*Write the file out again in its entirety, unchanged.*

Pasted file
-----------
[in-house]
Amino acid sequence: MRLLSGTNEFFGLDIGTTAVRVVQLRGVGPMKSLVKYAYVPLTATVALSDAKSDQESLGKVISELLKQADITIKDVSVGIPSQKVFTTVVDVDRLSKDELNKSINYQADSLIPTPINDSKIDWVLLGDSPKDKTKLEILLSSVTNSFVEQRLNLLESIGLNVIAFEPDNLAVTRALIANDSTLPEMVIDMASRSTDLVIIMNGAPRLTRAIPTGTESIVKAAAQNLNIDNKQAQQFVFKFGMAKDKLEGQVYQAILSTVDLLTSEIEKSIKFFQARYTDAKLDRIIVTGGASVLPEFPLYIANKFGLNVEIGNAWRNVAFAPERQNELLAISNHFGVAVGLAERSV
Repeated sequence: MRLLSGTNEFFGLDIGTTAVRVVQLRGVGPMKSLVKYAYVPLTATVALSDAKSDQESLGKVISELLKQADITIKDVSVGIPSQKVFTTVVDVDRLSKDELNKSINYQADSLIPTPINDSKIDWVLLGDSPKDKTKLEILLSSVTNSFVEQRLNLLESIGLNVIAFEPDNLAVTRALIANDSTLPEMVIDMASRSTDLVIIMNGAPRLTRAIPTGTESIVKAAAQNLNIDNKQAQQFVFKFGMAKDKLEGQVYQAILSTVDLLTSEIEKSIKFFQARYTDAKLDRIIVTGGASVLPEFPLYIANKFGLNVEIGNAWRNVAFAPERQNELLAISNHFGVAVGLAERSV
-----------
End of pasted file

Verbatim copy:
[in-house]
Amino acid sequence: MRLLSGTNEFFGLDIGTTAVRVVQLRGVGPMKSLVKYAYVPLTATVALSDAKSDQESLGKVISELLKQADITIKDVSVGIPSQKVFTTVVDVDRLSKDELNKSINYQADSLIPTPINDSKIDWVLLGDSPKDKTKLEILLSSVTNSFVEQRLNLLESIGLNVIAFEPDNLAVTRALIANDSTLPEMVIDMASRSTDLVIIMNGAPRLTRAIPTGTESIVKAAAQNLNIDNKQAQQFVFKFGMAKDKLEGQVYQAILSTVDLLTSEIEKSIKFFQARYTDAKLDRIIVTGGASVLPEFPLYIANKFGLNVEIGNAWRNVAFAPERQNELLAISNHFGVAVGLAERSV
Repeated sequence: MRLLSGTNEFFGLDIGTTAVRVVQLRGVGPMKSLVKYAYVPLTATVALSDAKSDQESLGKVISELLKQADITIKDVSVGIPSQKVFTTVVDVDRLSKDELNKSINYQADSLIPTPINDSKIDWVLLGDSPKDKTKLEILLSSVTNSFVEQRLNLLESIGLNVIAFEPDNLAVTRALIANDSTLPEMVIDMASRSTDLVIIMNGAPRLTRAIPTGTESIVKAAAQNLNIDNKQAQQFVFKFGMAKDKLEGQVYQAILSTVDLLTSEIEKSIKFFQARYTDAKLDRIIVTGGASVLPEFPLYIANKFGLNVEIGNAWRNVAFAPERQNELLAISNHFGVAVGLAERSV